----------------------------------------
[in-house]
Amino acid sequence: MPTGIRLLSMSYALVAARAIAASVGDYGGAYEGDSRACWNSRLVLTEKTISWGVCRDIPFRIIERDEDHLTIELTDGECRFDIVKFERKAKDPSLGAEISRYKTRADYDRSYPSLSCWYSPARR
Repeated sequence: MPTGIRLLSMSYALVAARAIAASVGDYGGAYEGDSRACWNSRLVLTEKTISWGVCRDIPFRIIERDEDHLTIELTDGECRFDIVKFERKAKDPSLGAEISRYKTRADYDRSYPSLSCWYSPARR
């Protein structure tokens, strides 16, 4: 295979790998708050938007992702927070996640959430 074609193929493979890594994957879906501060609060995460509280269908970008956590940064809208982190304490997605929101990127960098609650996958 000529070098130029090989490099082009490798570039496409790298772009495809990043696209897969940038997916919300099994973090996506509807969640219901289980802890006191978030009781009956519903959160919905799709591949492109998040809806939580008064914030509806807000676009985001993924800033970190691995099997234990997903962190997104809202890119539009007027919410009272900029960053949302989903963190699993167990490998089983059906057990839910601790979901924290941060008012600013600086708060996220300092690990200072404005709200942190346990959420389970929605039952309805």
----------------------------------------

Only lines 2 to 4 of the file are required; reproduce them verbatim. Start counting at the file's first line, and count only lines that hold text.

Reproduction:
Amino acid sequence: MPTGIRLLSMSYALVAARAIAASVGDYGGAYEGDSRACWNSRLVLTEKTISWGVCRDIPFRIIERDEDHLTIELTDGECRFDIVKFERKAKDPSLGAEISRYKTRADYDRSYPSLSCWYSPARR
Repeated sequence: MPTGIRLLSMSYALVAARAIAASVGDYGGAYEGDSRACWNSRLVLTEKTISWGVCRDIPFRIIERDEDHLTIELTDGECRFDIVKFERKAKDPSLGAEISRYKTRADYDRSYPSLSCWYSPARR
């Protein structure tokens, strides 16, 4: 295979790998708050938007992702927070996640959430 074609193929493979890594994957879906501060609060995460509280269908970008956590940064809208982190304490997605929101990127960098609650996958 000529070098130029090989490099082009490798570039496409790298772009495809990043696209897969940038997916919300099994973090996506509807969640219901289980802890006191978030009781009956519903959160919905799709591949492109998040809806939580008064914030509806807000676009985001993924800033970190691995099997234990997903962190997104809202890119539009007027919410009272900029960053949302989903963190699993167990490998089983059906057990839910601790979901924290941060008012600013600086708060996220300092690990200072404005709200942190346990959420389970929605039952309805």